By Madison Yauger
Republican candidate Julie Cho fell short of Democrat incumbent Robyn Gabel on Tuesday, losing the District 18 State Representative election by a current tally of 42 percentage points.
Cho, 47, is a Korean immigrant and mother of three, who ran as a conservative for state representative, but diverged from many of the party’s traditional platforms.
“I grew up in the 18th district, so I didn’t want to work with a fly-by candidate,” said Cho’s campaign manager, Bobby Burns.
One of the larger aspects of Cho’s platform was redistricting reform, which aims to stop politicians from drawing legislative voting boundaries that would directly benefit their own campaigns, also known as gerrymandering.
Burns, 32, explained this concept highlighting how a neighborhood can be divided into two different districts to “dilute” certain populations’ votes, thereby limiting their chances of collectively electing one official.
Joshua Hall, 25, a Cho campaign operations staff member stationed at Haven Middle School in Evanston, handed fliers to voters as they straggled into the voting center.
“A lot of people ask me ‘Why don’t you work with a Democratic candidate?’ and I tell them I’m an independent at heart,” Hall said. “I won’t have an alliance to one party or another because there’s backlash from the party that dilutes the issues.”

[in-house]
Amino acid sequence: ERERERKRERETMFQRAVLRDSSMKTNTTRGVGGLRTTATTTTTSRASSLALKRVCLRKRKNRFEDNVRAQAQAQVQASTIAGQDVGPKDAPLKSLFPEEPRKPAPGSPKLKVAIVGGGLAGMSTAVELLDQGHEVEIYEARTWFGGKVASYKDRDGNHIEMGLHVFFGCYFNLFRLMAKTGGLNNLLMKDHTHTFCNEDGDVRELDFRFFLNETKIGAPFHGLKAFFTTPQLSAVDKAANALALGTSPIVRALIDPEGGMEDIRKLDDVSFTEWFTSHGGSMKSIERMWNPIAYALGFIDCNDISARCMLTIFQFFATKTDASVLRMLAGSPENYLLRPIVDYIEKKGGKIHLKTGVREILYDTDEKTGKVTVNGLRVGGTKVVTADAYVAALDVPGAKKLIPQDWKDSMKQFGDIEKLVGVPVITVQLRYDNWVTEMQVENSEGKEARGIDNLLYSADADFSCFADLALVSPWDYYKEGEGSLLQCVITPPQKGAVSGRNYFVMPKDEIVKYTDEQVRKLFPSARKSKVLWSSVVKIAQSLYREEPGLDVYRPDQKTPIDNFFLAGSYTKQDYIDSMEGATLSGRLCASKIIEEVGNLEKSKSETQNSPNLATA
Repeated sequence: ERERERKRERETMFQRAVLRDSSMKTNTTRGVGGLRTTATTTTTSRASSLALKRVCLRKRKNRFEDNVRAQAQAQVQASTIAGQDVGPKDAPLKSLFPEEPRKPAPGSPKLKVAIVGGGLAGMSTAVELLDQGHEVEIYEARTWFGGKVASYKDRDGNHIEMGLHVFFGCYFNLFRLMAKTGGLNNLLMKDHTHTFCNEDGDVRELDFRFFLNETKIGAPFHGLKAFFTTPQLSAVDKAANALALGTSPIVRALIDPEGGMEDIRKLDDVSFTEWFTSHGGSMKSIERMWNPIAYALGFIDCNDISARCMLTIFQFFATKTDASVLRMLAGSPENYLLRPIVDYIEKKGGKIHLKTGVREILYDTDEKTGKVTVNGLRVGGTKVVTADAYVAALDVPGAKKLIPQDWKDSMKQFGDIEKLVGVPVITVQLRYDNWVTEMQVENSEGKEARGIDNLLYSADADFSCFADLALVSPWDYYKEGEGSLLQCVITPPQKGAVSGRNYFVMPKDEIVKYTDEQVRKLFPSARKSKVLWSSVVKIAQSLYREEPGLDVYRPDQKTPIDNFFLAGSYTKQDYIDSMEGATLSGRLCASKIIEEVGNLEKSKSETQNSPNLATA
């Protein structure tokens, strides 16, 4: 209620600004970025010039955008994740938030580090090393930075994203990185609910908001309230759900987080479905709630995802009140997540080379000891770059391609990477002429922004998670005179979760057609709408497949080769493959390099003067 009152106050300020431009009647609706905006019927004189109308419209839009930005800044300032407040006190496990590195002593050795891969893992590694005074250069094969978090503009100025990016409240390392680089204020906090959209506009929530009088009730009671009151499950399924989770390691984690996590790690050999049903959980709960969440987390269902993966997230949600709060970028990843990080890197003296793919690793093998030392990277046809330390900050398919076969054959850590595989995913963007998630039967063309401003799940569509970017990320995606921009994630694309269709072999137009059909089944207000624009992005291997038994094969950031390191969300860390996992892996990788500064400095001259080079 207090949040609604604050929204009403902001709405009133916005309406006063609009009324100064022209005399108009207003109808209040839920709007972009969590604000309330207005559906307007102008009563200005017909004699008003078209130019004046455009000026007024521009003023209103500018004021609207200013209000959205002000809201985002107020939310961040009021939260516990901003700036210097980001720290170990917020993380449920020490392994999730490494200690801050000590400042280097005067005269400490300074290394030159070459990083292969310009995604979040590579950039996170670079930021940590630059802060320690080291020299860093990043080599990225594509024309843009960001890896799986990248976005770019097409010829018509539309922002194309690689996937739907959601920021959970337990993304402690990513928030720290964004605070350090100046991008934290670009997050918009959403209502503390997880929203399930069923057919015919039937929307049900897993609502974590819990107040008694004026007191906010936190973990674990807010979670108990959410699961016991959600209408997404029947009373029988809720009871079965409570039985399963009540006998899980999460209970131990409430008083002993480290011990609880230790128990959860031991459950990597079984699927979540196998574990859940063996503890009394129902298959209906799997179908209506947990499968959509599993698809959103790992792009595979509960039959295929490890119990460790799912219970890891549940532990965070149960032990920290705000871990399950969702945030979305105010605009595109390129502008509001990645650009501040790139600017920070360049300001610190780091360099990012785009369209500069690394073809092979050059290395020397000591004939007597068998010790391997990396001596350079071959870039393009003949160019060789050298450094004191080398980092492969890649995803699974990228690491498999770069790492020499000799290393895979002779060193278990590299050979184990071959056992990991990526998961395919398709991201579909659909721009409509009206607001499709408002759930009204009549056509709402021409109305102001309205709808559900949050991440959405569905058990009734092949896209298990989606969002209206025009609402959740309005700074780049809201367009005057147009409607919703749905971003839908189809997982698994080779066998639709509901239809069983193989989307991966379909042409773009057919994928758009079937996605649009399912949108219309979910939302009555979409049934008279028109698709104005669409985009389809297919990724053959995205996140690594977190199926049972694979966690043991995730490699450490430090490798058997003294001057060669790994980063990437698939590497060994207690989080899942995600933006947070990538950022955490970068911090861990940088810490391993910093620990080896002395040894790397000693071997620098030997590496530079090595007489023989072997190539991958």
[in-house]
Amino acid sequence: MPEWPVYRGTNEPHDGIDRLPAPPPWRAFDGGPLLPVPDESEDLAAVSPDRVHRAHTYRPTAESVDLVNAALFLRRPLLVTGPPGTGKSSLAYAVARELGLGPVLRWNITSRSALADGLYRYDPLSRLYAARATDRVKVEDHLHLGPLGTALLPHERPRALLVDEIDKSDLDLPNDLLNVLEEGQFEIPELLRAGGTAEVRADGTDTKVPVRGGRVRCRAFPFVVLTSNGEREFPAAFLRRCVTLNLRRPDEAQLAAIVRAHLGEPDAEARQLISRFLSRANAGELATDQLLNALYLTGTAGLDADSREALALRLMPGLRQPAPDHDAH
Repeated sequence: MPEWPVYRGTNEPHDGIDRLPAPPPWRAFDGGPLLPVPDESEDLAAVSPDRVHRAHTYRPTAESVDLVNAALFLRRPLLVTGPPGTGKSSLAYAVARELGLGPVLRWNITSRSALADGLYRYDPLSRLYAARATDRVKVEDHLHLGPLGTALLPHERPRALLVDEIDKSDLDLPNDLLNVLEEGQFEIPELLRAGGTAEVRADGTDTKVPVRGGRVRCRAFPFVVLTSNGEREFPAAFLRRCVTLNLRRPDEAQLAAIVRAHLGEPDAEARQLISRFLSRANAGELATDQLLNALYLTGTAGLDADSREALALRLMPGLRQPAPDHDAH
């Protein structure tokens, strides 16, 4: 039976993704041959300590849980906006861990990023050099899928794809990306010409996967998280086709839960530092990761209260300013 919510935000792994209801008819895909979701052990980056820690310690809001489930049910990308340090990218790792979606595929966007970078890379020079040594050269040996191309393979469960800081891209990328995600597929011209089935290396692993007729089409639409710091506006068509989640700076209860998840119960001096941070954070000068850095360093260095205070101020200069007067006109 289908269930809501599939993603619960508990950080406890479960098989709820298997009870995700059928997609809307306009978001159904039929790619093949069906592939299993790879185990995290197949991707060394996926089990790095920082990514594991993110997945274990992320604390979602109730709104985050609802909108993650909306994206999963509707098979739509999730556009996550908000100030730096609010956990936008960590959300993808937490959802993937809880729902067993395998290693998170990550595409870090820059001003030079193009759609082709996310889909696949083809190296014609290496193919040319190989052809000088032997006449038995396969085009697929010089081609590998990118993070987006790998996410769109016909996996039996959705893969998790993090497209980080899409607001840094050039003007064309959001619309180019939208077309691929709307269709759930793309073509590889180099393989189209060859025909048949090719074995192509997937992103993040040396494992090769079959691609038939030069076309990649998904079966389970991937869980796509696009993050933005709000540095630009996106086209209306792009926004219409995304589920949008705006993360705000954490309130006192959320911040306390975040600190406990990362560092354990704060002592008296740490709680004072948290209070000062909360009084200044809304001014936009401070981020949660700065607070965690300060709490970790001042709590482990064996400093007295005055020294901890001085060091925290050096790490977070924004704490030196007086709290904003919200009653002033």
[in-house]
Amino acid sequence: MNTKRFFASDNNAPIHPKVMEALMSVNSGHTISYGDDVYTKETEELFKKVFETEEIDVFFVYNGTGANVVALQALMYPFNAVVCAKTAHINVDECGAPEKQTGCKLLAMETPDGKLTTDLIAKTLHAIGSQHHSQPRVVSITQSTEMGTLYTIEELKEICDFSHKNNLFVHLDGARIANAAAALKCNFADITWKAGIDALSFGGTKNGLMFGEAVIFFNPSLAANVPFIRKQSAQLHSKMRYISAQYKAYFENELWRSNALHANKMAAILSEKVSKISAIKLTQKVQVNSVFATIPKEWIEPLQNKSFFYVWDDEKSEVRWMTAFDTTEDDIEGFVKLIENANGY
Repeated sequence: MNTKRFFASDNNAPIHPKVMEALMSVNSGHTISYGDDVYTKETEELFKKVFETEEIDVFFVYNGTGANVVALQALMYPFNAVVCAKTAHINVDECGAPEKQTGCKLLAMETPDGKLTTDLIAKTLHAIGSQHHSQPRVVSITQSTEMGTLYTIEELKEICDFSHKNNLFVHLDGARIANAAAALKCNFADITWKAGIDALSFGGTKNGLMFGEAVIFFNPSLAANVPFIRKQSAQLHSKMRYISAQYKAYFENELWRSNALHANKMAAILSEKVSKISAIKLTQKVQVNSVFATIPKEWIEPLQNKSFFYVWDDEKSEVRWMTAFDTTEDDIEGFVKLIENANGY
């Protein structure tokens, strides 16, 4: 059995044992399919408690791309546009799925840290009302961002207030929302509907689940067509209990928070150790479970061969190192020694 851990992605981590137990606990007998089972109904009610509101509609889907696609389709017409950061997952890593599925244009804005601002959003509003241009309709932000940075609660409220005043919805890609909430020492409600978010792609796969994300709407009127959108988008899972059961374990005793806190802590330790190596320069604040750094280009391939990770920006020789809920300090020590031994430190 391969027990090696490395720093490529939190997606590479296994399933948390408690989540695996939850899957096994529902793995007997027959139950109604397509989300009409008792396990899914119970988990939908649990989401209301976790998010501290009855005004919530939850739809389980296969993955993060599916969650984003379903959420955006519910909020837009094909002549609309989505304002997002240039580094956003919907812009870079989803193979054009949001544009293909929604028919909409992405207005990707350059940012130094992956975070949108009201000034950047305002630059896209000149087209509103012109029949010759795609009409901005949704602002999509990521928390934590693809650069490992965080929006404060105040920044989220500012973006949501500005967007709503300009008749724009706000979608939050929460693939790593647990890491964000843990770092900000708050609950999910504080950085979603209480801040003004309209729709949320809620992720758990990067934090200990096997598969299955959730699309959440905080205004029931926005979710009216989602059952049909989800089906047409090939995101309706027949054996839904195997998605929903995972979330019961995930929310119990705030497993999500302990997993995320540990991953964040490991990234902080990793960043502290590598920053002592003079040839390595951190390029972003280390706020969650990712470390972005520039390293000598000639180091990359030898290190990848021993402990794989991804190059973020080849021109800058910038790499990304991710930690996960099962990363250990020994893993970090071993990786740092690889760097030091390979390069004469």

Cho’s opponent and election victor Robyn Gabel, 65, will begin her fourth term in office as state representative.
Gabel’s campaign manager, Christian D. Sorenson, 31, said, “Robyn wants to continue the process of automatic voter registration. She’s a big believer of one person, one vote.”
First-time voter Nolan Robinson, 19, a sophomore from Northwestern University, said, “We’re in a time in our country where a lot of voters are not heard, so I wanted to use my voice and put people in power who will represent my family and me.”
Robinson voted for Gabel.
Cho’s other platform issues included commercialization of cannabis to create economic aid in low-income communities, and school safety in light of the prevalent mass shootings in the U.S.
The campaign was not supported by the NRA, but did receive assistance from The House of Republican Organization with filing campaign finance reports.
“This election didn’t even consider a Republican, honestly,” Evanston resident Melissa Brown, 66, said.
“The partisan bickering must stop,” Cho wrote on her campaign website. “Democrats and Republicans have to work together beyond occasional bipartisan bills. We have to stop blaming each other to advance selfish political agendas and share responsibility for the state’s dysfunction.”
“I got Julie to commit to running twice,” Burns said. “Even if she loses, it’s not a loss. We’ve got lots of data to use next time, and we’re not going anywhere.”
Following the election results, Cho said, “We did our best. I was pretty much a no-name Republican candidate in one of the bluest areas in the state, and we did what we could. Getting my name out there, and having people talk about our issues, that alone was a success. …This isn’t the end of the conversation.”